Indian film industry is one of the most flourishing sector. Bollywood plays a pivotal role in structuring society, as the actors are highly honored as gods by their devotees (fans). The mob blindly follows their favorite actor in fashion, dialogues and songs. Item songs have become an essential part of the films paving way to thriving capital consumption. Bollywood has a long history of item numbers, projecting courtesans or ‘tawaifs’ in a sexually explicit modus. Early 1950’s was an onset for upstarts as ‘Cuckoo’ who performed on item numbers in films such as Awara and Aan, soon substituted by Helen, who ruled the late 50’s, 60’s and 70’s finally giving way to Aruna Irani, Bindu and Padma Khanna. In the present scenario, Bollywood’s leading ladies have taken to the floor themselves. These days it has become more obscene, pervasive and derogatory.
“I am butter chicken, gulp me with alcohol…” such lyrics are popular among the masses and by and large are in demand.
But industry fails to recognize the severity of the issue and the psycho-social impact it has on minds of the people. This sort of projection of women as a “body” in an erotic form can create sexual tribulations among the throng. The pornographic material which they serve to the audience in a platter threatens social breakdown therefore possessing serious ramifications ultimately affecting their business. Maybe that is the reason they imply the technique of showbiz i.e. the game of concealing and revealing. They do not make pornography fully available to the audience and thus keep the skin market alive and booming.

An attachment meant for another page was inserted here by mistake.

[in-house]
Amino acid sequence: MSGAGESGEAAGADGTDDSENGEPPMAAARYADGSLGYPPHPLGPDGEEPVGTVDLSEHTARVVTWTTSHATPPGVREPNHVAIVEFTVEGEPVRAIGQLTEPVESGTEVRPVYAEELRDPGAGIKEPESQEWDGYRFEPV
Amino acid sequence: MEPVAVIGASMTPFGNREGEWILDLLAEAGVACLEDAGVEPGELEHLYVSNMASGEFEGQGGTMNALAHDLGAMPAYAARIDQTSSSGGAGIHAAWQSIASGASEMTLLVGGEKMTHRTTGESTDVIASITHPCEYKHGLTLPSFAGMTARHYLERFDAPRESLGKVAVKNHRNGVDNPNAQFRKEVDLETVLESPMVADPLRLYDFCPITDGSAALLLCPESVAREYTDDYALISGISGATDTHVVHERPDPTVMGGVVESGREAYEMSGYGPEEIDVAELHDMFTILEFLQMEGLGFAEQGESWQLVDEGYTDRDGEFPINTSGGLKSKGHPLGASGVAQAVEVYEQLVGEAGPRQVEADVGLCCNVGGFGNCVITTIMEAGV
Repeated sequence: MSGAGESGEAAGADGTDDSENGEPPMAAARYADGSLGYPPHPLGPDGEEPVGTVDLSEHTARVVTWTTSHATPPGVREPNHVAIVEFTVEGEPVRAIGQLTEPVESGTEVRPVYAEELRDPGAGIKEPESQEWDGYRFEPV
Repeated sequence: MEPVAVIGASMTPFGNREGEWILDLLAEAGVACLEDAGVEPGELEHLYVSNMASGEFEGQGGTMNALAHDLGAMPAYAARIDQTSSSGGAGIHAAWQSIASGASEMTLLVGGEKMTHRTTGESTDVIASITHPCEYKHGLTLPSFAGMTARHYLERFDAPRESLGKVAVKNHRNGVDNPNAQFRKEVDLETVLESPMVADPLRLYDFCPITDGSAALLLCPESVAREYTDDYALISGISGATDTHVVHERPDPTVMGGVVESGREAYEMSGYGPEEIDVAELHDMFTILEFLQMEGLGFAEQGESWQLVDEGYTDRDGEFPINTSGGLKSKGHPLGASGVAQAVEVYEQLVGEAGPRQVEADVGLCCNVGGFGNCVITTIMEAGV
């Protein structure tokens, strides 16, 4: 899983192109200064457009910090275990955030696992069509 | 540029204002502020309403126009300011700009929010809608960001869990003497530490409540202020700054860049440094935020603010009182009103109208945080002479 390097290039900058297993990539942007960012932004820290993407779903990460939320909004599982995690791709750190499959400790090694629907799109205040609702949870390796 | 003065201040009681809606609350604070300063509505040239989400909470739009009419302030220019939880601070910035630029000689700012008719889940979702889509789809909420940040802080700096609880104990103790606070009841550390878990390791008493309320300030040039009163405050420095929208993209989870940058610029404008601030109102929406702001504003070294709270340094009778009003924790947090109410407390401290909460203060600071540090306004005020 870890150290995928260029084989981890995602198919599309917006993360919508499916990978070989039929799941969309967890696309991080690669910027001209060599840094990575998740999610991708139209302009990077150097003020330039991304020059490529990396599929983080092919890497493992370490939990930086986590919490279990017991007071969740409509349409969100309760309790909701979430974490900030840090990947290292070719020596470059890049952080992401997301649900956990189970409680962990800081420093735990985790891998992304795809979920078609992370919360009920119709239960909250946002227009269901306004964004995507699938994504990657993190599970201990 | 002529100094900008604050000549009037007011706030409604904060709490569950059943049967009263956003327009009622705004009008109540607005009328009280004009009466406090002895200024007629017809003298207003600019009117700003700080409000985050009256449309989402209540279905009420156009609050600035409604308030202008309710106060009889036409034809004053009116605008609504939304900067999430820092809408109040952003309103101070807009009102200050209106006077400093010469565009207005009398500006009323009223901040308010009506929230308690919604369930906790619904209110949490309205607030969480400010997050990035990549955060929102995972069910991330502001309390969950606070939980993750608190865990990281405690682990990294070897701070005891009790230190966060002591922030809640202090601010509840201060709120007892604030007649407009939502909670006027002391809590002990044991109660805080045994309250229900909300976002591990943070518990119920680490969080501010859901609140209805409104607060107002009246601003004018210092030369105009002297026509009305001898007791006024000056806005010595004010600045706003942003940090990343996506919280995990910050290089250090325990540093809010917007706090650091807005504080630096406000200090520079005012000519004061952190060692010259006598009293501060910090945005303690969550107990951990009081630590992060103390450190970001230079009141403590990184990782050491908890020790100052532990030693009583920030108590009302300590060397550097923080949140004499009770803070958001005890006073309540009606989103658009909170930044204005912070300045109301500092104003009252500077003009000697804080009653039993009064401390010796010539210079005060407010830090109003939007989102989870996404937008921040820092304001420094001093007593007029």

We live in a patriarchal dominated society. Many feminists celebrate liberation of women in form of dance. But they fail to notice that the core agenda for the patriarchs is to suppress ‘the other’ gender further. The increase in visibility of women in public spheres has enabled men to comprehend and accept the unprecedented change. Their sudden emergence has made men more sexually aware and a rise in pornographic consumption has led film makers to try to cash in by introducing sleazy songs such as “Choli ke pichhe kya hai…..” and many more such numbers.
Varun Grover, bollywood’s leading lyricist responds to this question, “I find it absolutely disgusting the way women are portrayed in today’s cinema be it mainstream or sleazy ones. And the big stars and celebrities are to be equally blamed as they are completely okay with the trend. Rather they seem to be milking this opportunity.”
Men often seek such erotic arousal at public events where women or trans genders are hired to perform on such songs to pacify their sexual arousals. For example ‘Sonepur’ fair of Bihar, where women dance on item numbers in the fenced area.
A very clear example of conscribing women in fences. Same goes with bouncers or guards in bars and discs, who are implemented in the name of safety for women. Are they needed? Are men, the ‘leading and dominating’ gender of our societies that perverse and dangerous? Do women really need fences, both metaphorical and literal? If yes then why? What liberation are we seeking then? And why should this ‘art of liberation’ need protection? We live in a world of paradoxes and this platonic and rhetorical notion of feminism is leading us nowhere.